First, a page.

Men can continue to avoid these moments in life if they want. They can make fun of them behind their wives’ backs to save face with their friends. You can be sure that more than a few jokes will be told about the guys who do these things with a willing heart. I just wish that those guys would stop saying, “I don’t do that, my wife does,” in a tone that’s meant to belittle the moment. Peer pressure at this age isn’t pretty; it’s kind of sad, actually.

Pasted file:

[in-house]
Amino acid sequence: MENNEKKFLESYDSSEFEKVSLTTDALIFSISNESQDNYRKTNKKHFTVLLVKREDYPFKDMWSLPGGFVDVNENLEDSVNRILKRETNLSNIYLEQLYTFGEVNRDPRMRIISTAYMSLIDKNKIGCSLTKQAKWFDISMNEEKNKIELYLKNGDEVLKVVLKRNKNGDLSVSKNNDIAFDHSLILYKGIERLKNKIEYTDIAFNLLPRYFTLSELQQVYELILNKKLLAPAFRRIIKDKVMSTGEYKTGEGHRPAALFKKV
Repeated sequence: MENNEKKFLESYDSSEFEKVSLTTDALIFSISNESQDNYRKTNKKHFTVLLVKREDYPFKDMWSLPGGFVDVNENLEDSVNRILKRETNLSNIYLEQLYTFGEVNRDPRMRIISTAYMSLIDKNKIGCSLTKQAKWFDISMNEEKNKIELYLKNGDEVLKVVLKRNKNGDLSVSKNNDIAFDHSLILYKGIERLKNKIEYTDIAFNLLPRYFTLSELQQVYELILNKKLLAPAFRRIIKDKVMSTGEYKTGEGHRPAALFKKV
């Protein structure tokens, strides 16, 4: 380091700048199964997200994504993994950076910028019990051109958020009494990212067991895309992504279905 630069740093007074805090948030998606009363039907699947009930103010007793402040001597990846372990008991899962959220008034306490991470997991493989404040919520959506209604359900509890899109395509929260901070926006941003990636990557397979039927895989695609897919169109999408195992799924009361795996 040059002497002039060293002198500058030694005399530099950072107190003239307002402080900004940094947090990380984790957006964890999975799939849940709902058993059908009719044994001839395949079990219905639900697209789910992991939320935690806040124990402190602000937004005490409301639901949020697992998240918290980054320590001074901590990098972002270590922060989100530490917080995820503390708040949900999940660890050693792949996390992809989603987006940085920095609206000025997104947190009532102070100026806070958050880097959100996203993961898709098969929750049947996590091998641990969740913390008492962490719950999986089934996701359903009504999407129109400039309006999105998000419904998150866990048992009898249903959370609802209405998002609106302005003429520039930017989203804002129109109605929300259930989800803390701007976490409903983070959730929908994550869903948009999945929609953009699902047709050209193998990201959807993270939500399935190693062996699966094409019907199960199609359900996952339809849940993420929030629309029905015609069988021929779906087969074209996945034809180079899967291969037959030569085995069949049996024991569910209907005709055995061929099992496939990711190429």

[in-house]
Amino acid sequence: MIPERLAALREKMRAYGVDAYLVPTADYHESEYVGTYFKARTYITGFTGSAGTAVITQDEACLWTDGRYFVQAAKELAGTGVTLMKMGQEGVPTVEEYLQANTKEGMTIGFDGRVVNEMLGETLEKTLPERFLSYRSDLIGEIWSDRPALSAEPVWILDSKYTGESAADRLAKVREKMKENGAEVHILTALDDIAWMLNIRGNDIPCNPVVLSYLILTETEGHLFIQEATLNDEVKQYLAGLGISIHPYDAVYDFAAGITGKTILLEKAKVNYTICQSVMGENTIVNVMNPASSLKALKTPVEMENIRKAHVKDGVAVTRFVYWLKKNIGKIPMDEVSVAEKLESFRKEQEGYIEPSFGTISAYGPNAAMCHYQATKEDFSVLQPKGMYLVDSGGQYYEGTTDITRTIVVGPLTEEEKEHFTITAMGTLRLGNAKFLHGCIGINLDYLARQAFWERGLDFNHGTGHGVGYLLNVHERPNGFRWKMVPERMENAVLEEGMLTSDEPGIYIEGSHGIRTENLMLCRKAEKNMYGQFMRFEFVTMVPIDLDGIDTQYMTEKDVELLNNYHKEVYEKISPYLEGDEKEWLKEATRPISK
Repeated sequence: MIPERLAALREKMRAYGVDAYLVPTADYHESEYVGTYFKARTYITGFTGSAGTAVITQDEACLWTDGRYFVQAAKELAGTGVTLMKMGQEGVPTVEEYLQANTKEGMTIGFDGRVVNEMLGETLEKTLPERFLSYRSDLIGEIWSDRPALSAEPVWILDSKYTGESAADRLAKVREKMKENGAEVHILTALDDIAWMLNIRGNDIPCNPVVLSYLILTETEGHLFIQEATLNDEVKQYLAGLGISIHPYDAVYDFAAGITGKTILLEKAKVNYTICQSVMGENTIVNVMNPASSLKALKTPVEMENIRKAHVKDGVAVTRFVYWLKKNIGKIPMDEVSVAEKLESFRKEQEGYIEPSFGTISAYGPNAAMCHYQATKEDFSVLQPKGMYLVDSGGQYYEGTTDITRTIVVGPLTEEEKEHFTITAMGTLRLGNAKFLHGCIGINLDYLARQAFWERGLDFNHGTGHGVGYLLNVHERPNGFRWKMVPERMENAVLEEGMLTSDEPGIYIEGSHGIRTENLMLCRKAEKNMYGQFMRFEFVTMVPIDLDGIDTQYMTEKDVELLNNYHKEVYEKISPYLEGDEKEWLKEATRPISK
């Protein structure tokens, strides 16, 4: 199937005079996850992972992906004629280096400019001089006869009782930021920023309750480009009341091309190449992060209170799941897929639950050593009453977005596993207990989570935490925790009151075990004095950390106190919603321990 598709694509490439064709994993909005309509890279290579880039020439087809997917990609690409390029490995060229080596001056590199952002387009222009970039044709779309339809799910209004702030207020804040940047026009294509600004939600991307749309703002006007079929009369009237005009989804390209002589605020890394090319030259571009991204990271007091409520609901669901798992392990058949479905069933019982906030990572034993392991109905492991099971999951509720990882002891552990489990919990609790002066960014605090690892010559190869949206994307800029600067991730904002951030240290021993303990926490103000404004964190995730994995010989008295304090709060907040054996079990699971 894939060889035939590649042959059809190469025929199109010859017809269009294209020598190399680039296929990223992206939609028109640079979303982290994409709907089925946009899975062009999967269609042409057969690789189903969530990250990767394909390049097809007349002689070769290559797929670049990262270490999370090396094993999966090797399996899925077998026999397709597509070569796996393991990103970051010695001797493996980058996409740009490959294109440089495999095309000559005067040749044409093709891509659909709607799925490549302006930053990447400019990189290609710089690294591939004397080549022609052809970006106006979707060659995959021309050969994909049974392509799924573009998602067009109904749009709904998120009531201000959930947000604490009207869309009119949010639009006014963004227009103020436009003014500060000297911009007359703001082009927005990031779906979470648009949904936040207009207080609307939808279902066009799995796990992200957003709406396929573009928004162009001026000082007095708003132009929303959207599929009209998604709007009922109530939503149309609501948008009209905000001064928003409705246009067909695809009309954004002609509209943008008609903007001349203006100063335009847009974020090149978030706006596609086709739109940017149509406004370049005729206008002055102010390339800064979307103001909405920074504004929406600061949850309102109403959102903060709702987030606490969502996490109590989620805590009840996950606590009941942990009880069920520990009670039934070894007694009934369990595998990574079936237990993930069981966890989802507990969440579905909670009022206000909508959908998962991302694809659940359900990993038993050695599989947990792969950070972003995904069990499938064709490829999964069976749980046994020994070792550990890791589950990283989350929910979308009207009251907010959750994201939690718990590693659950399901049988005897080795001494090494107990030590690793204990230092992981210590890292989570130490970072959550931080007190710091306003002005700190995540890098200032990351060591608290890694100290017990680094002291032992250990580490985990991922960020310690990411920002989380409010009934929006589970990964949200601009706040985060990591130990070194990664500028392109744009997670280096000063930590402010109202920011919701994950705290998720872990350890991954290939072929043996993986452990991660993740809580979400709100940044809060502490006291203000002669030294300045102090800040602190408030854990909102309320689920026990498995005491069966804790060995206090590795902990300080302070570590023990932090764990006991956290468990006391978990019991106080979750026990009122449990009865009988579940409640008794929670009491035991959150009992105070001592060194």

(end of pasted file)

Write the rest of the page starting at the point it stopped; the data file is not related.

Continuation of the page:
Privately most guys wish that they had a closer relationship with their fathers, although publicly they mock those relationships. It just doesn’t make sense. Don’t you see that you are sending your children down the same path that you privately wish you had never had to walk?

Eventually, someone will break the cycle. One of the men in your familial line will put his foot down and say that’s enough. Why not let it be you? There are a million great experiences waiting to enrich your life if you can just get the idea out of your head that they aren’t for you.

October 2013